Neutron and X-ray for the study of biological macromolecules

Start Date
11-02-2020 14:00
End Date
11-02-2020 15:00
Room 337, Central Building
Speaker's name
Estelle MOSSOU
Speaker's institute
ILL Grenoble, France
Contact name
Claudine ROMERO
Host name
Gordon Leonard
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Over the years neutron protein crystallography has emerged as a powerful technique that yields unique information for an understanding of macromolecular function. It allows visualisation of protonation states and water networks surrounding biological macromolecules which has been a longstanding challenge in structural biology.  The insights provided are crucial for an understanding of enzymatic catalysis, redox reactions, and protein engineering relevant to areas such as bio-fuel cells, biosensors and biochips, and drug design. It is also well established that accurate neutron diffraction data can provide an unbiased picture of the Atomic Displacement Parameters (ADP) of all the atoms of small molecules, and many neutron diffraction studies have been conducted exploiting the ability of neutrons to provide detailed and reliable information on the nuclear coordinates and anisotropic ADPs.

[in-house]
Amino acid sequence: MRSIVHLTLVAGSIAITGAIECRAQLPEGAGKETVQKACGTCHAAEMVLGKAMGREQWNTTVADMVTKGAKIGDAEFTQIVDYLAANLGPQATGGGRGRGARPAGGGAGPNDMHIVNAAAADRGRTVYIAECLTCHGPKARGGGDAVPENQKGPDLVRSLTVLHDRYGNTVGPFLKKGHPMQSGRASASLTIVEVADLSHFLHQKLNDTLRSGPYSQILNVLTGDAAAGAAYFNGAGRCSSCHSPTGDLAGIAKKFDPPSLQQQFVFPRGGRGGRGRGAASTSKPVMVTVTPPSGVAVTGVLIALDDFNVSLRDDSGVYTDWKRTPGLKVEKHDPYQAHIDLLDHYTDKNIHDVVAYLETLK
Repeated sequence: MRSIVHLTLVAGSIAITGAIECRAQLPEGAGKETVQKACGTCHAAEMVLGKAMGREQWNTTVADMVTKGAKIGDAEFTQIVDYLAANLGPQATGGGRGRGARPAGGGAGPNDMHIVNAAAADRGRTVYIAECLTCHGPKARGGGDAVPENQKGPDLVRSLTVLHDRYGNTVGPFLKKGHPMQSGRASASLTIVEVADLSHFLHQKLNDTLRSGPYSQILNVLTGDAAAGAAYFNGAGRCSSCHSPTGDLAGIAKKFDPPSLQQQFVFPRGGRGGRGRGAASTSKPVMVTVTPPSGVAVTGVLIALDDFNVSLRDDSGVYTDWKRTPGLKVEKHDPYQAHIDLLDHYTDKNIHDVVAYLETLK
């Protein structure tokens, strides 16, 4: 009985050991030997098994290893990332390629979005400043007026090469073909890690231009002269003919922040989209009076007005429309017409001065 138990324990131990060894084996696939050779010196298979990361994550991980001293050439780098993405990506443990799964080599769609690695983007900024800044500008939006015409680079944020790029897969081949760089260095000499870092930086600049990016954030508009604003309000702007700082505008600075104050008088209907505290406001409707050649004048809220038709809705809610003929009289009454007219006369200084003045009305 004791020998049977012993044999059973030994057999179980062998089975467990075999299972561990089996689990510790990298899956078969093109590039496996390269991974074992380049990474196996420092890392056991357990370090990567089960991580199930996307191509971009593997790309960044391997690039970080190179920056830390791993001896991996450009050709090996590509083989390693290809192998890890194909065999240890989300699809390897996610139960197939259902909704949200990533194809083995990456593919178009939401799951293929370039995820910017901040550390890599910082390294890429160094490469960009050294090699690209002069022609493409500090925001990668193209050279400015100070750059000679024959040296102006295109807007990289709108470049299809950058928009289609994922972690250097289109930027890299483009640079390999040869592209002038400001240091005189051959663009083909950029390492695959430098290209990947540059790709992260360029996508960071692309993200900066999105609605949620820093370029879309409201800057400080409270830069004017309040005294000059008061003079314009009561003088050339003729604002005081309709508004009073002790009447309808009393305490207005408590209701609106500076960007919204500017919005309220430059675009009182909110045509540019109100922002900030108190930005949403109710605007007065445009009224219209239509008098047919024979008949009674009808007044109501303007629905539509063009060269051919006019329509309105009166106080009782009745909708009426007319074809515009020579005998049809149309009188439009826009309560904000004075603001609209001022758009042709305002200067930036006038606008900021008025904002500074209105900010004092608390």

An unprecedented resolution of 0.88Å was obtained from a cryo-cooled sample of perdeuterated rubredoxin, uncovering a world of structural details beyond what can be observed with X-ray crystallography with highly structured water networks. Using a similar crystal of rubredoxin we have also shown for the first time that neutron anomalous dispersion can be used in a routine way to determine experimental phases of a protein crystal structure.

In this talk we present a few of these structures and emphasize the complementarity of the technique with respect to X-rays as well as its potential for new applications. The importance of appropriate data integration software will also be addressed.

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